Heart Disease Medication Guidelines

Whatever the treatment protocol prescribed, the following guidelines should be kept in mind when taking heart disease medication:

  • Know the names of the medications and how they work. Know the generic and brand names, dosages and side effects of medications. People should always keep a list of their medications with them.
  • Take medications as scheduled, at the same time every day. People should not stop taking or change medications unless they first talk with the doctor. Even if they feel good, people should continue to take the medications. Stopping medications suddenly can make the condition worse.
  • Have a routine for taking medications. Use a pillbox that is marked with the days of the week, and fill the pillbox at the beginning of each week to make it easier to remember to take the pills. A home care aide can also provide reminders to take medication or an automated medication dispenser can be used.
  • Do not decrease the medication dosage to save money. A person should take the full amount to get the full benefits. The doctor may be able to recommend ways to reduce the costs of medications.
  • Do not take any over-the-counter drugs or herbal therapies without the doctor’s permission. Some drugs, such as antacids, salt substitutes, antihistamines (including Benadryl and Dimetapp) and non-steroidal anti-inflammatory agents (such as Advil, Motrin, and Indocin) can worsen heart failure symptoms.
  • If a dose is forgotten, it should be taken as soon as remembered. However, if it is almost time for the next dose, the doctor should be asked about skipping versus making up the missed dose.
  • Never wait to be completely out of medication before filling prescriptions. If there is a challenge getting to the pharmacy, if finances are a concern or if other problems make it difficult for medications to be obtained, the doctor should be informed. A home health aide can also assist with picking up prescriptions.
  • When traveling, keep medications available to take them as scheduled. On longer trips, an extra week’s supply of medications and copies of prescriptions should be taken in case they need to be refilled.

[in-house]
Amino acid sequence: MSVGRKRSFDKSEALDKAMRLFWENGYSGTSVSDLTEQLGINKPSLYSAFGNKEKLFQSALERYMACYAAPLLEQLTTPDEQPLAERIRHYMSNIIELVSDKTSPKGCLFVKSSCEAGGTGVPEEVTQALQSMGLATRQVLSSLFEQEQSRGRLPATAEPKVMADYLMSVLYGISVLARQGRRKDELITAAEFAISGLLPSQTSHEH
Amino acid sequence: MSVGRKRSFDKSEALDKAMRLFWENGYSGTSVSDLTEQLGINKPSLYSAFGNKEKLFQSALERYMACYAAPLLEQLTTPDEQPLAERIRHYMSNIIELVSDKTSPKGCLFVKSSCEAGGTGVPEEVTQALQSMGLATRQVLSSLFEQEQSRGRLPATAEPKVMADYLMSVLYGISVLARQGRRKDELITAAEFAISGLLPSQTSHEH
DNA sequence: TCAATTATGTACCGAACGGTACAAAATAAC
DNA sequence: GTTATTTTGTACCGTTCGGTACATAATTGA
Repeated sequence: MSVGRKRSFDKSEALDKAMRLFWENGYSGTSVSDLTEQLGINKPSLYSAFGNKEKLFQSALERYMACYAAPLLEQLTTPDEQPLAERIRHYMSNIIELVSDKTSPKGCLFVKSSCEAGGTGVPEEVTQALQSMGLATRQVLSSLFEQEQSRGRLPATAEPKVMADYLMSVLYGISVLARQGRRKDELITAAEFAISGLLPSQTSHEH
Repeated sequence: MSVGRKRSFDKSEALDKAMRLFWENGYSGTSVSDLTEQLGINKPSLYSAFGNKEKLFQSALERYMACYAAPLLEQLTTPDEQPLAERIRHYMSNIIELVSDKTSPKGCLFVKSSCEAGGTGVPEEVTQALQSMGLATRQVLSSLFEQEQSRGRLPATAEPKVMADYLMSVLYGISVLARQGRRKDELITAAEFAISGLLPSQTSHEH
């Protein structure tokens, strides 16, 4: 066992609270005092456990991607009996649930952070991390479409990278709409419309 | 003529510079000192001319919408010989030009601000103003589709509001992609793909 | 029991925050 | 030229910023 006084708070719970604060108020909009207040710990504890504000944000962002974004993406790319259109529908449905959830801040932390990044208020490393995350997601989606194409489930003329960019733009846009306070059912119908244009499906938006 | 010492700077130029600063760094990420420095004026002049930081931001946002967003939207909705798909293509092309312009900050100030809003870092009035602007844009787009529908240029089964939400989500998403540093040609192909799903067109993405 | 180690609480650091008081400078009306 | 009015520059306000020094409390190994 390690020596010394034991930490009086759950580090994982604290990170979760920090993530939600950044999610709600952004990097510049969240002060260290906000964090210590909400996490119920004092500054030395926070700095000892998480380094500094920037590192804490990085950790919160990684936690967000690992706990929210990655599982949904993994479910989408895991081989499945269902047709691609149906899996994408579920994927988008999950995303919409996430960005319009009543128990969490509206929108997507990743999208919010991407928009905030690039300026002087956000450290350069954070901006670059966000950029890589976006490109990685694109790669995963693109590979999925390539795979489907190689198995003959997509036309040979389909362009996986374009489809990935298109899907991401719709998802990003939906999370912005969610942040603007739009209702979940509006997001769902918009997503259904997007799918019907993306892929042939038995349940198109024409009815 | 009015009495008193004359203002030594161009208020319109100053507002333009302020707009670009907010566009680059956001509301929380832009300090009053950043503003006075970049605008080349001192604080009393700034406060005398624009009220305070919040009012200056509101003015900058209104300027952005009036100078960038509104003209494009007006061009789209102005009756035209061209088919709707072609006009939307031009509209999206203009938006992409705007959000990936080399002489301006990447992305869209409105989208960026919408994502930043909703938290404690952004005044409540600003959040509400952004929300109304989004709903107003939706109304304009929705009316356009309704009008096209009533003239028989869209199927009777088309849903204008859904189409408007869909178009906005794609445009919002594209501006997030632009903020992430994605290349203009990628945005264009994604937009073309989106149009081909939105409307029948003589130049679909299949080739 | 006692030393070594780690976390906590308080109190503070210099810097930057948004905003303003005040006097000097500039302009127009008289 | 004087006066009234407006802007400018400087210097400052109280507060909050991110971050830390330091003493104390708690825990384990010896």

• Before having surgery with a general anesthetic, including dental surgery, tell the doctor or dentist in charge what medications are taken. An antibiotic may need to be prescribed prior to the surgical or dental procedure.

Tips for Specific Heart Disease Medications

  • Some medications may alter the heart rate, so it is important to take the pulse regularly.
  • Medications that relax constricted blood vessels may cause dizziness. If dizziness is experienced when standing or getting out of bed, the person should sit or lie down for a few minutes, then get up more slowly.
  • ACE inhibitors may cause or increase cough. If coughing is keeping a person awake or interfering with daily activities, the doctor should be contacted.
  • Diuretics (“water pills”) increase how often a person goes to the bathroom. If a single dose of diuretic is taken each day, it should be taken in the morning. If two doses are taken, the second dose should be taken no later than late afternoon to avoid interrupted sleep.

Diuretics can also cause dehydration (excessive loss of water). Signs of dehydration are: dizziness,extreme thirst, dry mouth, less urine output, dark-colored urine or constipation. If a person has any of these symptoms, the doctor should be called. It should not be assumed that more fluids are needed.